Eleven per cent of credit card-owning households and 66 per cent of iPhone 6 owners in the US have signed up for Apple Pay, four months after it was launched, according to a study by Phoenix Marketing International, which used a survey base of 3,002 respondents.

However, issues like low repeat usage and lost payment opportunities are hindrances in its success.

Eighty-two per cent of users linked a credit card to Apple Pay, while 53 per cent went for debit cards and 20 per cent included a GPR prepaid card.

Eighty-eight per cent of those who signed up went on to make an in-store or in-app purchase. “In the pre-Apple Pay market, the average conversion rate hovered around 50 per cent,” the report notes.

It estimated the Apple Pay user base at around 8 million households and 12 million individuals.

But it’s not all good news. Greg Weed, Director of Card Research at Phoenix, believes “the early-on transaction potential is being undercut by low repeat usage and lost payment opportunities.”

While the demand is there – 59 per cent of users went into a store and asked to make a purchase with Apple Pay –  47 per cent found that although the store they went into was listed as an Apple Pay merchant, it did not accept Apple Pay.

Before the service launched, two leading US retailers – Wal-Mart and Best Buy – said they would not support Apple Pay, followed by drug stores CVS and Rite Aid.

Both are members of Merchant Customer Exchange (MCX), which has its own mobile wallet called CurrentC.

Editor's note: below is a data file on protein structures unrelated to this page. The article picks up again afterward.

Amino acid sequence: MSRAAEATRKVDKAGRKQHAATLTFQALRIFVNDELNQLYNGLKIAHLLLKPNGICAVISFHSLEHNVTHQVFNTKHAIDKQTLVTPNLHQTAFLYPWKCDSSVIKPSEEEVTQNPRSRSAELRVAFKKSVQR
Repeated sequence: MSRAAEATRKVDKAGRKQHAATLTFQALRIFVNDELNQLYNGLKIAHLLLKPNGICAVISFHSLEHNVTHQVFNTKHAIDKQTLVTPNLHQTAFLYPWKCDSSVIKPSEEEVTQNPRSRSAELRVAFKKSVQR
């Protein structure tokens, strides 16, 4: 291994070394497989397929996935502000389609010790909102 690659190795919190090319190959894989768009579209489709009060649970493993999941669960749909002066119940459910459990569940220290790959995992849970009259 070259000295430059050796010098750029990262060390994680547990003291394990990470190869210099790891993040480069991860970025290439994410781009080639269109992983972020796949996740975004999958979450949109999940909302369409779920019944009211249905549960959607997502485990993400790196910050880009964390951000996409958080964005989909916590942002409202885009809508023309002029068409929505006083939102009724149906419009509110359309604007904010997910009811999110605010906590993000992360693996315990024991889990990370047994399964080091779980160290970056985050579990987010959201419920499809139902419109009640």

“Even though Apple Pay users generally give the scheme high marks and 23 per cent expect to significantly increase use over the next 3 months, problems at check-out are downgrading transaction potential,” said Leon Majors, senior vice president at Phoenix.

“Two-out-of-three Apple Pay users have reported a problem at checkout – mostly related to terminals not working or taking too long to make the transaction, inaccurate posting of transactions and the inability of cashiers to help buyers who needed assistance in using Apple Pay,” Majors added.

“Since Apple Pay is still in an introductory mode and the NFC acceptance network still has a long way to go, adding a continuously updated ‘local store directory’ to the Passbook app is a necessary, short-term product improvement,” Weed has suggested.

“Posting a list of participating retailers on a website is not cutting it. In the last four months, 48 per cent of users have paid with Apple Pay just one time and that’s not going to cut it either.”

In January, Apple CEO Tim Cook acknowledged that Apple Pay was still only in the “first innings” since its launch in late 2014, adding that the company is looking to add functionality and more countries to the service.

He also claimed Apple Pay accounts for more than $2 out of $3 spent on contactless payments across the three leading credit cards in the US, which is a relatively small figure.